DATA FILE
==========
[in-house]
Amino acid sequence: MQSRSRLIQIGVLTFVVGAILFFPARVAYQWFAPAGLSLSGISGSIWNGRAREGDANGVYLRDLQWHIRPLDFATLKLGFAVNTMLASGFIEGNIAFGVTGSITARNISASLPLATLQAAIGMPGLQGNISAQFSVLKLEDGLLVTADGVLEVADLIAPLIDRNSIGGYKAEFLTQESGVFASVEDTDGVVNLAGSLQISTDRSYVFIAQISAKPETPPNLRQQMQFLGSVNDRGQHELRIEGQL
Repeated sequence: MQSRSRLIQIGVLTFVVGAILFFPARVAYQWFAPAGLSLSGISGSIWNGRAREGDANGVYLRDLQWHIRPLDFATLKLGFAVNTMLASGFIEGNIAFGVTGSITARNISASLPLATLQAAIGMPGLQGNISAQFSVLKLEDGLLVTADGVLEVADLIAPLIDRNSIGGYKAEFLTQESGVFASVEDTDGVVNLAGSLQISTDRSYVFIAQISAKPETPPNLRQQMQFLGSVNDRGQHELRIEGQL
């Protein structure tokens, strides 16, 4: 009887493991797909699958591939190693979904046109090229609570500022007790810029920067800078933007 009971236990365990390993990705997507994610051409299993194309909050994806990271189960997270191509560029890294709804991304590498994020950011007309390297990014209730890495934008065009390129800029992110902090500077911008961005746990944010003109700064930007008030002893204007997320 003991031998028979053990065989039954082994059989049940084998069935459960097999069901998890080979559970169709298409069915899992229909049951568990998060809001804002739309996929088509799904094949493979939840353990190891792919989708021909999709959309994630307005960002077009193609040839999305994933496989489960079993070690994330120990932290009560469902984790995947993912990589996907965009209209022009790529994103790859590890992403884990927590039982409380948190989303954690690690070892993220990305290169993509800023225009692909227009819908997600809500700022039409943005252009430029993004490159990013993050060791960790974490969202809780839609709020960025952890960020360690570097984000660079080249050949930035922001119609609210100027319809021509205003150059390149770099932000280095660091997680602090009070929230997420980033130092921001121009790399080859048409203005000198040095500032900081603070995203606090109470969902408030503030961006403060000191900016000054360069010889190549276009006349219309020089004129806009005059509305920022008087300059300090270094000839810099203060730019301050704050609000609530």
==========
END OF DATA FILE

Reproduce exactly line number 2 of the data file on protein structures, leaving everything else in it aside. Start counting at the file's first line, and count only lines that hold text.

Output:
Amino acid sequence: MQSRSRLIQIGVLTFVVGAILFFPARVAYQWFAPAGLSLSGISGSIWNGRAREGDANGVYLRDLQWHIRPLDFATLKLGFAVNTMLASGFIEGNIAFGVTGSITARNISASLPLATLQAAIGMPGLQGNISAQFSVLKLEDGLLVTADGVLEVADLIAPLIDRNSIGGYKAEFLTQESGVFASVEDTDGVVNLAGSLQISTDRSYVFIAQISAKPETPPNLRQQMQFLGSVNDRGQHELRIEGQL